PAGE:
612 grams of the formaldehyde-dimethylamine mixture described in 7(I) grams of 4,4-dihydroxydiphenylsulfone Formula of the base:

IK ah a): OH; om HO SO. OH

r r N(CH3)I (C a):

Amount of base recovered, 266 grams.

Characteristics of base, rcddish-brown-colored solid having a melting point of 65 C.

Composition GfiSame as Composition F with the exception that 2 parts by weight of the base described in 7 (I) were used in place of the base described in 6A.

Composition H .Same as Composition F with the exception that 2 parts by weight of the base described in 7(II) were used in place of the base described in 6A.

Composition I.Same as Composition F with the exception that 2 parts by weight of the base described in 7(III) were used in place of the base described in 6A.

Composition J.-Same as Composition F with the exception that 2 parts by weight of the base described in 7(IV) were used in lieu of the base described in 6A.

Composition K.Same as Composition F with the exception that 2 parts by weight of the base described in 7(V) were used in lieu of the base described in GA.

C. and a cure time of from 2 to 4 minutes. The bar is maintained at the molding temperature and a load placed at the middle of the bar.

The Apparent Modulus of Elasticity (E) is calculated from the expression:

F1 a-1)-W-T where F is the applied load in pounds; I is the length of the span under stress expressed in inches; D is the deflection in inches; W and T are the width and thickness of the bar, respectively, in inches.

A material which cures rapidly to an infusible, unworkable product has less deflection and consequently a larger (E) value.

A composition having a value for (E) of at least about 18,000 pounds per square inch for a cure time of 2 minutes is deemed to have a satisfactory cure speed.

Compositions Molding Temnera- Length of Molding atom in C. Cycle in Minutes Composition A 168 2 Composition C 168 2 Composition D 168 2 Composition G. 168 2 Composition I'L 168 2 Composition I 168 2 Composition J 168 2 None of the molded bars exhibited surface smear.

For purposes of comparison a composition, hereinafter referred to as Control I, was prepared in a manner as described for the preparation of Composition A, using the following materials: 90 parts by weight of an epoxidized novolak (described in Example 1), 10 parts by weight of a phenolic resin (described in Example 1), 2 parts by weight of tris(dimethylaminomethyl)phenol, 5 parts by weight of calcium stearate and 97 parts by weight of powdered silica. Bars were molded from this composition in a manner as described in the Apparent Modulus of Elasticity Test. The bars molded from Control I were characterized by considerable surface smear.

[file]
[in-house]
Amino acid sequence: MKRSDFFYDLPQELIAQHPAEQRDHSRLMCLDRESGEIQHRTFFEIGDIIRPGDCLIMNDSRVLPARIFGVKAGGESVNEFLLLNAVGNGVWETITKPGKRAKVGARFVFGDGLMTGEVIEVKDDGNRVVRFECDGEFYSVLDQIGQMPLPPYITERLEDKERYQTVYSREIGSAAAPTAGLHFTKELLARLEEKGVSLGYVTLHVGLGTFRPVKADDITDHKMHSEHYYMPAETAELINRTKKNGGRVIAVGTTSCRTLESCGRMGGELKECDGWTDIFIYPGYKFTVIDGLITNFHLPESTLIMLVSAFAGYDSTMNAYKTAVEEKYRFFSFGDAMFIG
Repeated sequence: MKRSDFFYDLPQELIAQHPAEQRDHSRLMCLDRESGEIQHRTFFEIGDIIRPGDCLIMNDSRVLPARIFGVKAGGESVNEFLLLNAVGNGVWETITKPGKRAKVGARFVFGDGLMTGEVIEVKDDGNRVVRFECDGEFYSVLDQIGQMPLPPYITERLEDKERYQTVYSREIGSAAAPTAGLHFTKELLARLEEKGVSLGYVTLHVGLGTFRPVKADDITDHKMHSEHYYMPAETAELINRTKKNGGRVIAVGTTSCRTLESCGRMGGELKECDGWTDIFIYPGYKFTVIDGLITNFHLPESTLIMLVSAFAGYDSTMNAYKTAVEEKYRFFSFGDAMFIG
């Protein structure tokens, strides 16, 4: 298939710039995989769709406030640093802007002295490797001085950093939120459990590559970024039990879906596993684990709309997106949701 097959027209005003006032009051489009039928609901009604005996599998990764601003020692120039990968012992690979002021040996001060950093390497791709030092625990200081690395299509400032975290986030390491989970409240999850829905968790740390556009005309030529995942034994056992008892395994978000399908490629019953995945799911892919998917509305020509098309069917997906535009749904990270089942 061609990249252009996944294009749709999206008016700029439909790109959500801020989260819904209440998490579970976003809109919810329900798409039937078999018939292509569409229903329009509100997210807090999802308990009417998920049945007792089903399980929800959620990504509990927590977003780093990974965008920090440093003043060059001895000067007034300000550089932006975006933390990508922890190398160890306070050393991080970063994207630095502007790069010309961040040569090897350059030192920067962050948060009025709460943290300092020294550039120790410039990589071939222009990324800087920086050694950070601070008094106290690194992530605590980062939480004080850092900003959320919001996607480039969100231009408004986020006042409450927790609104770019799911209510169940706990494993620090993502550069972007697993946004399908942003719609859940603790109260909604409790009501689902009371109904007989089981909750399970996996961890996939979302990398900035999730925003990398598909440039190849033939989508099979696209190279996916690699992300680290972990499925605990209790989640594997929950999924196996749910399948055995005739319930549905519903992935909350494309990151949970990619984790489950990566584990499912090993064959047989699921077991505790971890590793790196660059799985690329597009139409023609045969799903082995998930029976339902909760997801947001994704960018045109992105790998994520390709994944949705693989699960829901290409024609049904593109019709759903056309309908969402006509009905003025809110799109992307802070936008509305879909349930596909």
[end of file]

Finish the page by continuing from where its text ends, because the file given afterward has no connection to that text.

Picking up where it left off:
What is claimed is:

1. A curable polyepoxide composition comprising a polyepoxide having an oxirane epoxy equivalency of 14 greater than one, a hardener for said polyepoxide, and a catalytic amount of a base having the formula:

B a wherein each OH group is in a position other thanmeta with respect to S0 R, R R and R are selected from the group consisting of halogen, hydrogen, a m-onovalent hydrocarbon radical and a radical of the formula:

wherein R R are as previously defined and the position of each OH is as previously defined.

2. The cured product of the composition defined in claim 1.

3. A curable composition as defined in claim 1 wherein said polyepoxide is a polyglycidyl ether of a poly-hydric phenol.

4. A curable composition as defined in claim 1 wherein said base is present in an amount of about 1 percent by weight to about 5 percent by weight, based on the weight of said polyepoxide.

5. A curable composition as defined in claim 1 wherein the said polyepoxide is diglycidylether of 2,2-bis(p-hydroxyphenyDpropane.

6. A curable composition as defined in claim 1 wherein the said base is formed from a dihydroxydiphenylsulfone, an organic amine and an organic compound containing a carbonyl group and wherein the said dihydroxydiphenylsulfone is 4,4-dihydroxydiphenylsulfone.

7. A curable composition as defined in claim 1 wherein the said base is formed from a dihydroxydiphenylsulfone, an organic amine and an organic compound containing a carbonyl group and wherein the said dihydroxydiphenylsulfone is 2,4-dihydroxydiphenylsulfone.

8. A curable composition as defined in claim 1 wherein the said base is formed from a dihydroxydiphenylsulfone, an organic amine and an organic compound containing a carbonyl group and wherein the said dihydroxydiphenylsulfone is 3,3'-dimethyl-4,4'-dihydroxydiphenylsulfone.